Server Fault is a question and answer site for system and network administrators. It's 100% free, no registration required.

Sign up
Here's how it works:
  1. Anybody can ask a question
  2. Anybody can answer
  3. The best answers are voted up and rise to the top

I'm setting up a database which needs to be needs to provide High Availabilty.

My primary concern is high performance and robustness (I don't want something that will fail fast and badly). The database is accessed by the application at an average of 300 qps. It's will run on Xen VMs and it has some InnoDB tables as well as MyISAM tables. The VMs are connected via ethernet 100Mbit/s ethernet cables.

Which of the two - MySQL replication or DRBD - would you recommend in such a situation?

Or should I use DRBD to make the master database Highly Available and use MySQL replication on the slaves?

I'm a developer so these things are all not so easy for me to make a sound judgement.

share|improve this question
How many writes per second and how much is the average write size in bytes? – Nils Jun 24 '11 at 19:08
up vote 0 down vote accepted

Replication with monitoring and auto failover is much easier to implement and maintain than a DRBD based solution, especially if you're not used to working with raw devices. If you have application servers that are read only db clients you can run a master-master setup and have twice as many clients (connections) from front or middle tier machines...

Most reliable and scalable would probably be MySQL clustering, but that takes, realistically, at least 4 db hosts to implement well. I'd run plain MySQL replication with monit, an 8 core box can easily do 10k qps in my experience when mysql is tuned properly, and system load is virtually nill, of course fast disks and tons of RAM help. In fact, with Inno and MyISAM together you'll want fast disks, and be sure to do table maintenance regularly.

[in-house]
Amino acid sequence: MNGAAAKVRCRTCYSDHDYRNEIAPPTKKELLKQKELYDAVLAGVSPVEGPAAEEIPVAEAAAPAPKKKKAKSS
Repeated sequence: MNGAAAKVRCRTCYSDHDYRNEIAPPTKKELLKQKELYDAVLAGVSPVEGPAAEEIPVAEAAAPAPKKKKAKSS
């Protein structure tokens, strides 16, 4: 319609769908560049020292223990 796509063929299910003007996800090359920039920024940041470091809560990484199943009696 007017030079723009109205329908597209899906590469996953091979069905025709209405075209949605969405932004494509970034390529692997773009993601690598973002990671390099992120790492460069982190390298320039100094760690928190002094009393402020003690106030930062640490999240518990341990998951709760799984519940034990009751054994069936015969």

share|improve this answer

There are advantages and disadvantages to both.

MySQL replication can be added to any existing setup fairly easily, and does not require fancy block devices. However, the replication can easily break due to key conflicts and so on. Make sure that nobody can write to your slaves. Set read_only in the my.conf file to guarantee that nobody can change tables on the slave. What I have found works best is to setup Master-Master replication but run one node in read_only mode.

If the replication breaks due to broken SQL query, then you will need to revert to a known good state or just recopy over all the tables from the master.

The advantage of master-slave configuration is that you can also send read queries to the slave for both redundancy and performance. You can also easily promote it to master.

share|improve this answer

If you plan to have an active passive scenario, replication is quite easy to setup and doesn't need a shared drive. It will run as master - slave setup, where the slave connects to the master for updates.

There are a few things to keep in mind for this:

  • do you want to have automatic failover or manual?
  • you need to monitor the replication status if you want to do it manually?
  • this is done at the database layer so you can do it over the internet.

For DRBD, you will implement the solution at block device level. Basically you write to a hard drive that is replicated to a different machine. You can achieve HA by using a heartbeat.

Some things to keep in mind:

  • this is done at block level so you don't have that much control over it. With replication you can skip offsets.
  • the drbd adds a layer of complexity.

In the end comes down to what you need and how you use the database.

share|improve this answer

Your Answer


By posting your answer, you agree to the privacy policy and terms of service.

Not the answer you're looking for? Browse other questions tagged or ask your own question.